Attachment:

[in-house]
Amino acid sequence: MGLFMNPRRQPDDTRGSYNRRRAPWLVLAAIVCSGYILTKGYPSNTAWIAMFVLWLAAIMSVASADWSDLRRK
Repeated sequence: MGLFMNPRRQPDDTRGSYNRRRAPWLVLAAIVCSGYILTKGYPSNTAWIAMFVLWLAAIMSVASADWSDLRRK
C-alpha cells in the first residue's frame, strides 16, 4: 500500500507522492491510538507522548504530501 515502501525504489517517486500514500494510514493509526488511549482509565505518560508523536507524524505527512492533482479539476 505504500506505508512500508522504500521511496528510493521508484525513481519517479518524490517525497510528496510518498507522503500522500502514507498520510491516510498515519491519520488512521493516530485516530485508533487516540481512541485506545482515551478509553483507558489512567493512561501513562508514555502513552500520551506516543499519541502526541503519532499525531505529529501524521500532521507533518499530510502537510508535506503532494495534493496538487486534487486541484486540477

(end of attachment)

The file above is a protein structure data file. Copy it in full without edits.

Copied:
[in-house]
Amino acid sequence: MGLFMNPRRQPDDTRGSYNRRRAPWLVLAAIVCSGYILTKGYPSNTAWIAMFVLWLAAIMSVASADWSDLRRK
Repeated sequence: MGLFMNPRRQPDDTRGSYNRRRAPWLVLAAIVCSGYILTKGYPSNTAWIAMFVLWLAAIMSVASADWSDLRRK
C-alpha cells in the first residue's frame, strides 16, 4: 500500500507522492491510538507522548504530501 515502501525504489517517486500514500494510514493509526488511549482509565505518560508523536507524524505527512492533482479539476 505504500506505508512500508522504500521511496528510493521508484525513481519517479518524490517525497510528496510518498507522503500522500502514507498520510491516510498515519491519520488512521493516530485516530485508533487516540481512541485506545482515551478509553483507558489512567493512561501513562508514555502513552500520551506516543499519541502526541503519532499525531505529529501524521500532521507533518499530510502537510508535506503532494495534493496538487486534487486541484486540477